The Threat of Christian Nationalism is Understood by some Christian Leaders as Well

In the past, I’ve written about the threat of Christian Nationalism to the religious freedom of Buddhists in the United States. Dualistic absolutism allows Christian Nationalists (along with many others) to claim that they are on the side of the good and the right. Anyone who does not agree with them is, then, not only wrong, but evil, and can therefore be destroyed. This is not hyperbole—it was only last month that the government of Scotland issued an apology for the persecution and state violence visited on those that were cast as witches. Over the course of two centuries approximately 4,000 people—mostly women—were accused, and two-thirds of those were executed. (link). Russian leaders today are claiming that the war on Ukraine is “a holy war,” and that their cause is right and just, and that therefore they will prevail. From Julia Davis’ Twitter: “Deputy of the State Duma Vyacheslav Nikonov (a grandson of Vyacheslav Molotov) claimed: ‘In the modern world, we are the embodiment of the forces of good. This is a metaphysical clash between the forces of good and evil… This is truly a holy war we’re waging and we must win.’ ” (link) (As so often, this comes by way of Dr. Heather Cox Richardson’s Letters From an American, link.)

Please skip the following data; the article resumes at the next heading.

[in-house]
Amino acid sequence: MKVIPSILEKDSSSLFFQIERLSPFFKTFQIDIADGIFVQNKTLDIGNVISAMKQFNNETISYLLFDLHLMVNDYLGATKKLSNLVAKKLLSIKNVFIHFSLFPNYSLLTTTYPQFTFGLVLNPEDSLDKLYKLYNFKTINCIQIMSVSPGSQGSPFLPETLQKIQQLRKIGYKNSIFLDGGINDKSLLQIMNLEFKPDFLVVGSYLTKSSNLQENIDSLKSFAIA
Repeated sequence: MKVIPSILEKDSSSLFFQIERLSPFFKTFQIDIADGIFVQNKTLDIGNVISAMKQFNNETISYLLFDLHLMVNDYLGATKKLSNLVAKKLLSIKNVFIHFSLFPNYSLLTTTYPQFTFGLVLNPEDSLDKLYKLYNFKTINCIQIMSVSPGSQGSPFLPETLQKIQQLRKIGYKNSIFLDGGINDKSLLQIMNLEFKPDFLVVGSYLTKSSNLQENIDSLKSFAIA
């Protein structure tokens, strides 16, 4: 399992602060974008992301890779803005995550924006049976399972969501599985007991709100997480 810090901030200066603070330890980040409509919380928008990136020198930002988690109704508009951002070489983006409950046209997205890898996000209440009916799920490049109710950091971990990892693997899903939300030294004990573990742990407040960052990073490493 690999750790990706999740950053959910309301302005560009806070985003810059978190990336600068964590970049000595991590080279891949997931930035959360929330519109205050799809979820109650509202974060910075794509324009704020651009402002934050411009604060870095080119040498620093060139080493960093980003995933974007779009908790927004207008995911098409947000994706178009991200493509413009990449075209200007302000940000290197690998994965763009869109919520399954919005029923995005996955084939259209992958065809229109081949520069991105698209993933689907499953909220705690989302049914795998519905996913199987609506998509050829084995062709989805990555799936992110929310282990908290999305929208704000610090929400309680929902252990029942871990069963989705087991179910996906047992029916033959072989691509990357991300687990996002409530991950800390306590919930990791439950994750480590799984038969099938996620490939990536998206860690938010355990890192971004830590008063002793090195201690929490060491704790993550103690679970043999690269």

In contrast to those who promote the divisive views of Christian Nationalism, we find Christian leaders such as Rev. Nathan Empsall, who is identified as “an Episcopal priest and the executive director of Faithful America, an online community of grassroots Christians putting faith into action for love and social justice.” For Easter, he wrote a powerful online article regarding the dangers of Christian Nationalism, not just to the social, political, and moral structures of American society, but as a threat to Christianity itself. (link) He includes mention of another group, Christians Against Christian Nationalism (link), which has issued a report on the connections between Christian Nationalism and the insurrection of Jan. 6. (link).

The motto of Faithful America is “Love thy Neighbor. No exceptions.” This is the kind of Christianity that I find I can respect. It feels fully in line with the long Christian tradition of social justice, a tradition that included the work of Rev. Dr. Martin Luther King last century, and the work today of Rev. Dr. William J. Barber, II, today (Poor People’s Campaign link). Arguments about the validity, authority, or authenticity of a religious identity, such as whether or not Jesus “really” rose from the dead on Easter morning or not (link), are to my mind beside the point. Much more important in my own evaluation, individual and subjective as that may be, is the practical consequences of a religious identity. Doctrine is indefinitely malleable, so other than the empty satisfactions of philosophical debate, it seems to matter little whether a person claims to be a Christian, a Muslim, a Buddhist, a Hindu, a Wiccan, a shaman, a Secular Humanist, or whatever other religious identity might be claimed. What matters most is whether that person abuses others, denies them rights, inflicts punishments against women and minorities for being different, justifies war and genocide by claiming to be on God’s side, claims a superior status that allows them to mandate how other, less powerful people are allowed to live their lives, or creates and encourages the conditions for death and destruction.

Or do they instead promote respect for others, nurturance and caring for the poor and disenfranchised, protection of those in danger? Do they promote the kind of self-reflection that causes one to pause before engaging in actions motivated by fear, anger, resentment, and grievance?